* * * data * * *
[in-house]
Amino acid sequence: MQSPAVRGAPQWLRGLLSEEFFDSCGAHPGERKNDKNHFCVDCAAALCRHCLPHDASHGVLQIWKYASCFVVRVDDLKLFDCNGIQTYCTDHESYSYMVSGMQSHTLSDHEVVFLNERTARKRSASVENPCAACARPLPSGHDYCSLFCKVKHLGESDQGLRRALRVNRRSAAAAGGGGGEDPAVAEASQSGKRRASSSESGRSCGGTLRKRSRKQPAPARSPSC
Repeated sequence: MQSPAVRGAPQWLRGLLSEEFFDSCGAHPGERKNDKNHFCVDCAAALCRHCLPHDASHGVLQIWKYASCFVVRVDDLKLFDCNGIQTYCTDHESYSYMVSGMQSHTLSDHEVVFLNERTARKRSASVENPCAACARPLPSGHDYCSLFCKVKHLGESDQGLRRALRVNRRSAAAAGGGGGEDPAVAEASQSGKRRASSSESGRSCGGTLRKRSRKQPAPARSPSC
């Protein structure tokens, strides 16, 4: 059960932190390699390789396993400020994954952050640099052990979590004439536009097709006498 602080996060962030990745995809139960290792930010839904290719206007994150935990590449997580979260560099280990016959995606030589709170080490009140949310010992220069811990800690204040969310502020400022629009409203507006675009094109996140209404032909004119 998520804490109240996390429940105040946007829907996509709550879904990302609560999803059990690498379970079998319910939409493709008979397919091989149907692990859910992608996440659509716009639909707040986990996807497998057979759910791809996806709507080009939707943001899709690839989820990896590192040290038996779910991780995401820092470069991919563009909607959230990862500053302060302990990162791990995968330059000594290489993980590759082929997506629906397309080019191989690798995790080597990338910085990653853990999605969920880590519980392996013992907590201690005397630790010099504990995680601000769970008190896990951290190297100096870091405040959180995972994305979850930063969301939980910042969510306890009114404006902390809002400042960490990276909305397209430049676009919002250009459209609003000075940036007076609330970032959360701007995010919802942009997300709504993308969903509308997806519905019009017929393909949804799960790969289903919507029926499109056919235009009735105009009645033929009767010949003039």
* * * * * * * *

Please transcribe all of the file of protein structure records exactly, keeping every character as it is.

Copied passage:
[in-house]
Amino acid sequence: MQSPAVRGAPQWLRGLLSEEFFDSCGAHPGERKNDKNHFCVDCAAALCRHCLPHDASHGVLQIWKYASCFVVRVDDLKLFDCNGIQTYCTDHESYSYMVSGMQSHTLSDHEVVFLNERTARKRSASVENPCAACARPLPSGHDYCSLFCKVKHLGESDQGLRRALRVNRRSAAAAGGGGGEDPAVAEASQSGKRRASSSESGRSCGGTLRKRSRKQPAPARSPSC
Repeated sequence: MQSPAVRGAPQWLRGLLSEEFFDSCGAHPGERKNDKNHFCVDCAAALCRHCLPHDASHGVLQIWKYASCFVVRVDDLKLFDCNGIQTYCTDHESYSYMVSGMQSHTLSDHEVVFLNERTARKRSASVENPCAACARPLPSGHDYCSLFCKVKHLGESDQGLRRALRVNRRSAAAAGGGGGEDPAVAEASQSGKRRASSSESGRSCGGTLRKRSRKQPAPARSPSC
């Protein structure tokens, strides 16, 4: 059960932190390699390789396993400020994954952050640099052990979590004439536009097709006498 602080996060962030990745995809139960290792930010839904290719206007994150935990590449997580979260560099280990016959995606030589709170080490009140949310010992220069811990800690204040969310502020400022629009409203507006675009094109996140209404032909004119 998520804490109240996390429940105040946007829907996509709550879904990302609560999803059990690498379970079998319910939409493709008979397919091989149907692990859910992608996440659509716009639909707040986990996807497998057979759910791809996806709507080009939707943001899709690839989820990896590192040290038996779910991780995401820092470069991919563009909607959230990862500053302060302990990162791990995968330059000594290489993980590759082929997506629906397309080019191989690798995790080597990338910085990653853990999605969920880590519980392996013992907590201690005397630790010099504990995680601000769970008190896990951290190297100096870091405040959180995972994305979850930063969301939980910042969510306890009114404006902390809002400042960490990276909305397209430049676009919002250009459209609003000075940036007076609330970032959360701007995010919802942009997300709504993308969903509308997806519905019009017929393909949804799960790969289903919507029926499109056919235009009735105009009645033929009767010949003039």